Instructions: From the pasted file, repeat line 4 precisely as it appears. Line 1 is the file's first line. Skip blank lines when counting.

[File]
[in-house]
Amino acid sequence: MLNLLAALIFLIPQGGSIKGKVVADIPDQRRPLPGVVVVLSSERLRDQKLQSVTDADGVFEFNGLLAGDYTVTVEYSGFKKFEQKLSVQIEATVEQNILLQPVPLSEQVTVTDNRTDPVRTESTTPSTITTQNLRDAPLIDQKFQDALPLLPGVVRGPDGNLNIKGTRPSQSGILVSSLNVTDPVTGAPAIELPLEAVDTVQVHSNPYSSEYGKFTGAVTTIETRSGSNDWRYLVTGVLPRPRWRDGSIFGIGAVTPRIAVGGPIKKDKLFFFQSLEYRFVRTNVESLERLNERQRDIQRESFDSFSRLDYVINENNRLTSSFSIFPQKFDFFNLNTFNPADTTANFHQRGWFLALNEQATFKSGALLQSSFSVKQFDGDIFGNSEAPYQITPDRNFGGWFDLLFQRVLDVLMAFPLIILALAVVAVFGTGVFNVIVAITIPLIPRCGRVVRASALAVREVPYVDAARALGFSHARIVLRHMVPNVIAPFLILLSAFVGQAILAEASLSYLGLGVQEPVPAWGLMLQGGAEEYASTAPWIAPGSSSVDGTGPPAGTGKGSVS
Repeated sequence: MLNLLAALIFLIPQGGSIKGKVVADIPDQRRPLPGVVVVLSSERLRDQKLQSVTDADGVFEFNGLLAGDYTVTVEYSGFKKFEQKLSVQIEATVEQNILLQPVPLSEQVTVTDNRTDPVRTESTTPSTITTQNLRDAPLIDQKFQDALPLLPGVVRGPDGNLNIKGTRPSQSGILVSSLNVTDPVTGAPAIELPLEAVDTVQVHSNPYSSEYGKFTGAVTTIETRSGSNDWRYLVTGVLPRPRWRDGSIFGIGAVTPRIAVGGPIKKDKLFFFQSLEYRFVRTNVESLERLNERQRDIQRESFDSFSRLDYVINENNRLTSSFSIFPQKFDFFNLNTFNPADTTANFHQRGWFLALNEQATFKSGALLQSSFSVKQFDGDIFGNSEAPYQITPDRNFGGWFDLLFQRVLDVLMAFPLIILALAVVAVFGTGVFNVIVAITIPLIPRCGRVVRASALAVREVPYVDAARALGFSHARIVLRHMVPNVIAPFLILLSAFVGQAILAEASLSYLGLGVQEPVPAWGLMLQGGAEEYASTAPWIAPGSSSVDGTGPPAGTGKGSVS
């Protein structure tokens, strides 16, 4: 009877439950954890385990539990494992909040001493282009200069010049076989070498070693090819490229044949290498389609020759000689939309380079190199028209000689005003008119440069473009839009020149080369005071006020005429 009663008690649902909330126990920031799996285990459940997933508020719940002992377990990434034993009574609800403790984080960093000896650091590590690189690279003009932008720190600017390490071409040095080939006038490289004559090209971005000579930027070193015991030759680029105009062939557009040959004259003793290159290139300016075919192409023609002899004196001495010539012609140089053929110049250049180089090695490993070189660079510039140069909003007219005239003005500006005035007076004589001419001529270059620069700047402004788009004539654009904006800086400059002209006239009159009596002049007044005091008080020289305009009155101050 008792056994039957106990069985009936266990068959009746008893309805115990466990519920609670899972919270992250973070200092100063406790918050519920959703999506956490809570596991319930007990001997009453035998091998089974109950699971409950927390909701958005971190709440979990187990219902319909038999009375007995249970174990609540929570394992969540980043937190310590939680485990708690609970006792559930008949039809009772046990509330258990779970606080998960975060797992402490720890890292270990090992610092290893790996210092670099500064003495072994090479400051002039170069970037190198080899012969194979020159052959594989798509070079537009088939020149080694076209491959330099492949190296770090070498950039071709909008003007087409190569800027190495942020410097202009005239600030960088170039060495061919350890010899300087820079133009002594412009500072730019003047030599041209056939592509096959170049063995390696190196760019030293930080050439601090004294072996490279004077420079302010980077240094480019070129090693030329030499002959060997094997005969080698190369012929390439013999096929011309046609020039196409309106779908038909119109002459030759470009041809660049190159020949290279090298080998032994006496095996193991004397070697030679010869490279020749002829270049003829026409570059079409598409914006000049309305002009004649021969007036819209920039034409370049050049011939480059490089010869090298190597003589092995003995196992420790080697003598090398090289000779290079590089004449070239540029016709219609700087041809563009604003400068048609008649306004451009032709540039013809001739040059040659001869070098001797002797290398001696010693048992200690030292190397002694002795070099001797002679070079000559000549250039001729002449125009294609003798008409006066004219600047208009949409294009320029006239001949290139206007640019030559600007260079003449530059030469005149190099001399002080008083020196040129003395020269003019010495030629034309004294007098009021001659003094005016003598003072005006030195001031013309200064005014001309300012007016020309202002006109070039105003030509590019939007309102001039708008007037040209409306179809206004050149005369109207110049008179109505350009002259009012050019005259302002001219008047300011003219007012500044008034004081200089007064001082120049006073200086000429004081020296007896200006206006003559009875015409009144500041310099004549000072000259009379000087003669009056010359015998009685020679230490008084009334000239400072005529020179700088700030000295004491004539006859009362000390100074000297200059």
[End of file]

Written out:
């Protein structure tokens, strides 16, 4: 009877439950954890385990539990494992909040001493282009200069010049076989070498070693090819490229044949290498389609020759000689939309380079190199028209000689005003008119440069473009839009020149080369005071006020005429 009663008690649902909330126990920031799996285990459940997933508020719940002992377990990434034993009574609800403790984080960093000896650091590590690189690279003009932008720190600017390490071409040095080939006038490289004559090209971005000579930027070193015991030759680029105009062939557009040959004259003793290159290139300016075919192409023609002899004196001495010539012609140089053929110049250049180089090695490993070189660079510039140069909003007219005239003005500006005035007076004589001419001529270059620069700047402004788009004539654009904006800086400059002209006239009159009596002049007044005091008080020289305009009155101050 008792056994039957106990069985009936266990068959009746008893309805115990466990519920609670899972919270992250973070200092100063406790918050519920959703999506956490809570596991319930007990001997009453035998091998089974109950699971409950927390909701958005971190709440979990187990219902319909038999009375007995249970174990609540929570394992969540980043937190310590939680485990708690609970006792559930008949039809009772046990509330258990779970606080998960975060797992402490720890890292270990090992610092290893790996210092670099500064003495072994090479400051002039170069970037190198080899012969194979020159052959594989798509070079537009088939020149080694076209491959330099492949190296770090070498950039071709909008003007087409190569800027190495942020410097202009005239600030960088170039060495061919350890010899300087820079133009002594412009500072730019003047030599041209056939592509096959170049063995390696190196760019030293930080050439601090004294072996490279004077420079302010980077240094480019070129090693030329030499002959060997094997005969080698190369012929390439013999096929011309046609020039196409309106779908038909119109002459030759470009041809660049190159020949290279090298080998032994006496095996193991004397070697030679010869490279020749002829270049003829026409570059079409598409914006000049309305002009004649021969007036819209920039034409370049050049011939480059490089010869090298190597003589092995003995196992420790080697003598090398090289000779290079590089004449070239540029016709219609700087041809563009604003400068048609008649306004451009032709540039013809001739040059040659001869070098001797002797290398001696010693048992200690030292190397002694002795070099001797002679070079000559000549250039001729002449125009294609003798008409006066004219600047208009949409294009320029006239001949290139206007640019030559600007260079003449530059030469005149190099001399002080008083020196040129003395020269003019010495030629034309004294007098009021001659003094005016003598003072005006030195001031013309200064005014001309300012007016020309202002006109070039105003030509590019939007309102001039708008007037040209409306179809206004050149005369109207110049008179109505350009002259009012050019005259302002001219008047300011003219007012500044008034004081200089007064001082120049006073200086000429004081020296007896200006206006003559009875015409009144500041310099004549000072000259009379000087003669009056010359015998009685020679230490008084009334000239400072005529020179700088700030000295004491004539006859009362000390100074000297200059």